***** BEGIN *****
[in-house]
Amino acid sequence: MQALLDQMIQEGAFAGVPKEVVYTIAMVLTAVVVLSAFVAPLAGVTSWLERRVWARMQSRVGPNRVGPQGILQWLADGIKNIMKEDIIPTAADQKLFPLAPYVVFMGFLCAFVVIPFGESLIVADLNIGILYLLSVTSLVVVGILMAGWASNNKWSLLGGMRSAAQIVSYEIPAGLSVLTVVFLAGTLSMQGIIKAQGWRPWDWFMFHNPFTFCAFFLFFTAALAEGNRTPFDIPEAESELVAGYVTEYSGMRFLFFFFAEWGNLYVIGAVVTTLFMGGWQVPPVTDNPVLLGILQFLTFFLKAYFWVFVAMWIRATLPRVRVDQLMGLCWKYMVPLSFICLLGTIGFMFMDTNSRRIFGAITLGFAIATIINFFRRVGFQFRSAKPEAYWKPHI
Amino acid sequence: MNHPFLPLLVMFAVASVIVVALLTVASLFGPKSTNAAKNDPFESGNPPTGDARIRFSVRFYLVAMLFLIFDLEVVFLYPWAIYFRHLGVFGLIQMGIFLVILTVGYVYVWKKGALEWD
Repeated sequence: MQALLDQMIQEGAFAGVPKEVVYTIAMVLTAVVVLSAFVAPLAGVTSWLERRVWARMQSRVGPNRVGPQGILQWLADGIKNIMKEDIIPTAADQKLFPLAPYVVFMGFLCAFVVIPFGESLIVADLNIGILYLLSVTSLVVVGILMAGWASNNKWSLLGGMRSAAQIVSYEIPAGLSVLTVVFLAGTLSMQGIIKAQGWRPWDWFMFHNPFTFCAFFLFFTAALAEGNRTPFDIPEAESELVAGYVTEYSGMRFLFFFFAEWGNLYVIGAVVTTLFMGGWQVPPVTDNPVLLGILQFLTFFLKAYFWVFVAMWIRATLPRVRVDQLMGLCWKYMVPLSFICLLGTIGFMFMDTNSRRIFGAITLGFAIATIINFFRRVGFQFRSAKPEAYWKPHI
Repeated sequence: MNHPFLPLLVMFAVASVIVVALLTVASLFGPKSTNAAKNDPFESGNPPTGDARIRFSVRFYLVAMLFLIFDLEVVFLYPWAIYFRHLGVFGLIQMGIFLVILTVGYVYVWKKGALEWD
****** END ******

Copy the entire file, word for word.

[in-house]
Amino acid sequence: MQALLDQMIQEGAFAGVPKEVVYTIAMVLTAVVVLSAFVAPLAGVTSWLERRVWARMQSRVGPNRVGPQGILQWLADGIKNIMKEDIIPTAADQKLFPLAPYVVFMGFLCAFVVIPFGESLIVADLNIGILYLLSVTSLVVVGILMAGWASNNKWSLLGGMRSAAQIVSYEIPAGLSVLTVVFLAGTLSMQGIIKAQGWRPWDWFMFHNPFTFCAFFLFFTAALAEGNRTPFDIPEAESELVAGYVTEYSGMRFLFFFFAEWGNLYVIGAVVTTLFMGGWQVPPVTDNPVLLGILQFLTFFLKAYFWVFVAMWIRATLPRVRVDQLMGLCWKYMVPLSFICLLGTIGFMFMDTNSRRIFGAITLGFAIATIINFFRRVGFQFRSAKPEAYWKPHI
Amino acid sequence: MNHPFLPLLVMFAVASVIVVALLTVASLFGPKSTNAAKNDPFESGNPPTGDARIRFSVRFYLVAMLFLIFDLEVVFLYPWAIYFRHLGVFGLIQMGIFLVILTVGYVYVWKKGALEWD
Repeated sequence: MQALLDQMIQEGAFAGVPKEVVYTIAMVLTAVVVLSAFVAPLAGVTSWLERRVWARMQSRVGPNRVGPQGILQWLADGIKNIMKEDIIPTAADQKLFPLAPYVVFMGFLCAFVVIPFGESLIVADLNIGILYLLSVTSLVVVGILMAGWASNNKWSLLGGMRSAAQIVSYEIPAGLSVLTVVFLAGTLSMQGIIKAQGWRPWDWFMFHNPFTFCAFFLFFTAALAEGNRTPFDIPEAESELVAGYVTEYSGMRFLFFFFAEWGNLYVIGAVVTTLFMGGWQVPPVTDNPVLLGILQFLTFFLKAYFWVFVAMWIRATLPRVRVDQLMGLCWKYMVPLSFICLLGTIGFMFMDTNSRRIFGAITLGFAIATIINFFRRVGFQFRSAKPEAYWKPHI
Repeated sequence: MNHPFLPLLVMFAVASVIVVALLTVASLFGPKSTNAAKNDPFESGNPPTGDARIRFSVRFYLVAMLFLIFDLEVVFLYPWAIYFRHLGVFGLIQMGIFLVILTVGYVYVWKKGALEWD